Tag Archives: London Film Festival

Best of New British? Try My Brother the Devil…

13 Nov

The Plot:

Two very different teenage brothers must face their prejudices head on if they are to survive the perils of being young, British Arabs on the streets of gangland London.

The Good:

For a debut feature film, My Brother The Devil is gripping, engaging, thought provoking and beautifully shot. All the characters and the surrounding situations are believable and as an audience member you can get completely engrossed in what you are watching, which is always a sign of a good film.

Sally El-Hosani picked up the much deserved Best Newcomer Award at the London Film Festival and most certainly is a star director for the future with this film and vision prooving testament to that talent.

My Brother the Devil, takes the audience on a very real journey of discovery for two brothers, Mo and Rashid – played expertly by newcomer Fady Elsayed and James Floyd. The beauty of this film is its self contained aspects. Not venturing much further than its urban council estate setting, the cinematography sheds a hallowed light on what is often depicted in film as a dark, dank and gruesome part of London.

The storyline also takes the film away from its opening generic ‘urban film’ feel and makes a strong social commentary sure to provoke equally strong reactions from audiences. The film is clever without trying to be too clever and Hosani’s passion for the project is obvious. It’s particular interesting to see a young female director tackling such a male focused route.

The Bad:

Although the film provides an interesting twist on the London gang culture genre, the topical and popular subject matter unavoidably brings a certain predictability regardless of budget or plot specifics.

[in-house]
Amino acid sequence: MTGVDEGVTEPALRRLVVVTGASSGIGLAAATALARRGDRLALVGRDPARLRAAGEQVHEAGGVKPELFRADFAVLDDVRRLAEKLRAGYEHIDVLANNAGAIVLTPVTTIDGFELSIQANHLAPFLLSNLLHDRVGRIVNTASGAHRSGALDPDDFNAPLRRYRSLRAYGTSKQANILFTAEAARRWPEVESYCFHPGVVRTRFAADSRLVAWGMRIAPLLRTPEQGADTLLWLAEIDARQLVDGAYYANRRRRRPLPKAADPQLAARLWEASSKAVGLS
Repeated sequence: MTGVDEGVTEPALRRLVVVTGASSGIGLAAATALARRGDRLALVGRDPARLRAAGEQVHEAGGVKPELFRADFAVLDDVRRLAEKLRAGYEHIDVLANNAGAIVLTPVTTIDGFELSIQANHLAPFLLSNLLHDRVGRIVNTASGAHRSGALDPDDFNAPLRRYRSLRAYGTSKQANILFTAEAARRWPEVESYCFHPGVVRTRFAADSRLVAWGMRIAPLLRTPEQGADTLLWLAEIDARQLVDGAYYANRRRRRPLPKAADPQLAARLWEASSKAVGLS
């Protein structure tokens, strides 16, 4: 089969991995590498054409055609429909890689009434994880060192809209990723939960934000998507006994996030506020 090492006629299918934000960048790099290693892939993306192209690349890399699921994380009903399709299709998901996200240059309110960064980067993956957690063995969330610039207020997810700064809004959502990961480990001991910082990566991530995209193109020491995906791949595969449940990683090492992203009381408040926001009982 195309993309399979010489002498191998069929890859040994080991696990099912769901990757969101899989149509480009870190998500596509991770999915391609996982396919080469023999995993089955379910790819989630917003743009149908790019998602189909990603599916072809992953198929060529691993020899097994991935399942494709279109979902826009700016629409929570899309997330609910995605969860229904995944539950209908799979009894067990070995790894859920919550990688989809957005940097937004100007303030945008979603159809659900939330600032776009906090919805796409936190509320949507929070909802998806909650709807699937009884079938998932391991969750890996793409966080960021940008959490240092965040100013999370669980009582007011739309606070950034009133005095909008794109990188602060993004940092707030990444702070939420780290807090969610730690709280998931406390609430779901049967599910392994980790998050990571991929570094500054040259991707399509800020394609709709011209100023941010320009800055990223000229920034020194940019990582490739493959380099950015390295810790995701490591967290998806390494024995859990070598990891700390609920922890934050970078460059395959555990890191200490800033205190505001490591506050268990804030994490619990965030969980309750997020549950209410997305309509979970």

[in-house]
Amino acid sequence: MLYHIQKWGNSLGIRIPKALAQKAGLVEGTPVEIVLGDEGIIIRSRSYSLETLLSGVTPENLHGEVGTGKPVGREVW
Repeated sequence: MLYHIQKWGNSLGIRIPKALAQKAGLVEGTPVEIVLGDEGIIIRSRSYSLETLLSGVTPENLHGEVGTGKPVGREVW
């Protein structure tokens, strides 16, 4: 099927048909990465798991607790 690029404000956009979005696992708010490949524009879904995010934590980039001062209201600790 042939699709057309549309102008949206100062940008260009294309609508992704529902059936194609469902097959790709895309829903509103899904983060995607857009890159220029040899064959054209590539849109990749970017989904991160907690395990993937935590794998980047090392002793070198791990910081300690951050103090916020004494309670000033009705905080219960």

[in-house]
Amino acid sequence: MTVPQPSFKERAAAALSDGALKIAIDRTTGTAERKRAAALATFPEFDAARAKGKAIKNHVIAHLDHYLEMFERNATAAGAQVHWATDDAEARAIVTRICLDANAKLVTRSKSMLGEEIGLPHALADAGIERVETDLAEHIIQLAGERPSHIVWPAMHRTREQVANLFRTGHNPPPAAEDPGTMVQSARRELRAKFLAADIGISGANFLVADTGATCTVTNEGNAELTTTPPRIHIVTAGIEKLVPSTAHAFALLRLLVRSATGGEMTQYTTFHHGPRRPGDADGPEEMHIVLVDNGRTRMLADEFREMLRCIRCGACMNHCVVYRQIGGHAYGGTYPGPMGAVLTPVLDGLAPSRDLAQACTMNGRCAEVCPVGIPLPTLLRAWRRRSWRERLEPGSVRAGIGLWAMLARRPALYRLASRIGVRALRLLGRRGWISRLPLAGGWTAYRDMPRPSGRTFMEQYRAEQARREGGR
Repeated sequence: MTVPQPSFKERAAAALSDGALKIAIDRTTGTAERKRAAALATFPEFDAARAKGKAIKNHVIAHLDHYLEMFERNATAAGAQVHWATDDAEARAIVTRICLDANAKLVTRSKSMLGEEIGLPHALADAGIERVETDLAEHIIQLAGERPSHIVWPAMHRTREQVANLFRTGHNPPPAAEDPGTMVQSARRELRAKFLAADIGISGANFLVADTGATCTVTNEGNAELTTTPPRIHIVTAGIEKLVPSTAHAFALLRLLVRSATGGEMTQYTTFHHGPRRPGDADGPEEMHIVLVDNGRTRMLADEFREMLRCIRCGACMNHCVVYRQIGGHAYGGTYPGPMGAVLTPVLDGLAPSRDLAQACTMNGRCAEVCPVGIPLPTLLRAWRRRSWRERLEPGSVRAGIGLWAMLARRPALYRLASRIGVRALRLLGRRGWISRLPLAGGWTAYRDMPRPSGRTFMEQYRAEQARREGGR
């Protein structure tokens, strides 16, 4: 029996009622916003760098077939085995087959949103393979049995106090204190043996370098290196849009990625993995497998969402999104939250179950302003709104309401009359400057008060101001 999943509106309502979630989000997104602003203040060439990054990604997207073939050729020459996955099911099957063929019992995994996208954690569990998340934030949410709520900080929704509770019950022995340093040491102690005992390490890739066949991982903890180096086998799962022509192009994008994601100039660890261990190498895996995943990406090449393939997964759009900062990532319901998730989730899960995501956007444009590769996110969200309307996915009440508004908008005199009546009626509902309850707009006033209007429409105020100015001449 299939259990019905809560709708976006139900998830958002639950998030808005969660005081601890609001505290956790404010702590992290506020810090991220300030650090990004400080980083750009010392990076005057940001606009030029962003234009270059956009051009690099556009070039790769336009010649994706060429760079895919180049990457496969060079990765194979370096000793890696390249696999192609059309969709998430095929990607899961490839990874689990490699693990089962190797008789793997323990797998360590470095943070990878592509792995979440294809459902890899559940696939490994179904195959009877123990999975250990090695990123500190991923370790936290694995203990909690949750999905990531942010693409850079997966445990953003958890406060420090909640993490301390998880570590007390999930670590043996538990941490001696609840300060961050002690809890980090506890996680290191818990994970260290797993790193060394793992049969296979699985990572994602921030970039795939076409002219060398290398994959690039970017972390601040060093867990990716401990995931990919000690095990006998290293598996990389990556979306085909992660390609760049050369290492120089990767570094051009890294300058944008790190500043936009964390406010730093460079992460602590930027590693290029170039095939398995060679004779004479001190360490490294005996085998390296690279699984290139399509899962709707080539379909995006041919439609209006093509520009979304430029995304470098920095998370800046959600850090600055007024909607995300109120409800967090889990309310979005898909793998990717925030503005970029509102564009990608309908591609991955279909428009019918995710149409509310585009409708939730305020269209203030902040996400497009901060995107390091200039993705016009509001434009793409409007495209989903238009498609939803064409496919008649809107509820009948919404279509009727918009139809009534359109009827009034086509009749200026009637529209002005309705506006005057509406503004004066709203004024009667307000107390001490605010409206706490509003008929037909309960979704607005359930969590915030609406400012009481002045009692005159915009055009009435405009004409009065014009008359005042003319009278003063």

These kinds of films follow a familiar pattern, a violent incident provokes some form of gang rivalry. Audiences will find that this film’s later stages in particular fall prey to being formulaic in a way that distracts from the film’s more original elements. Over hyped-enthusiasm from boastful marketing and word of mouth praise may worsen this feeling of disappointment. It’s ultimately not quite as distinguished from similar films like Victim or Kidulthood as it could have been.

Despite it’s faults My Brother The Devil is still lead strongly by its performances, and may prove to be the stepping stone for much bigger things for Floyd and Elsayed. It is also better than many feature debuts on a shoe string budget, so deserves the majority of praise already garnered.

The Ugly Truth: 

Beautifully shot, an unexpected twist on the tale you were expecting, but sadly not far enough away that it stands on its own two feet.  Most impressive however, is that My Brother The Devil is yet another shining example of UK talent both in front and behind the camera with praise well deserved.

WRITTEN FOR RED CARPET NEWS TV

If you want to hear what the director herself has to say about the film, check out when I caught up with Sally El-Hosani at the preview to the London Film Festival earlier this year…

Advertisements

Rust and Bone – deserving of all the hype? You’ll have to make your mind up

7 Nov

The Plot:

Put in charge of his young son, Ali leaves Belgium for Antibes to live with his sister and her husband as a family. Ali’s bond with Stephanie, a killer whale trainer, grows deeper after Stephanie suffers a horrible accident.

The Good:

Rust and Bone is a slow moving tale of self discovery for two people, Stephanie (Marion Cotillard) and Ali (Matthias Schoenaerts). The film tackles the very plausible notion of two people from different paths, meeting and becoming friends who become lovers. It a common story but adding  the intense themes of coping with disability is what helped the film take top prize at this year’s London Film festival.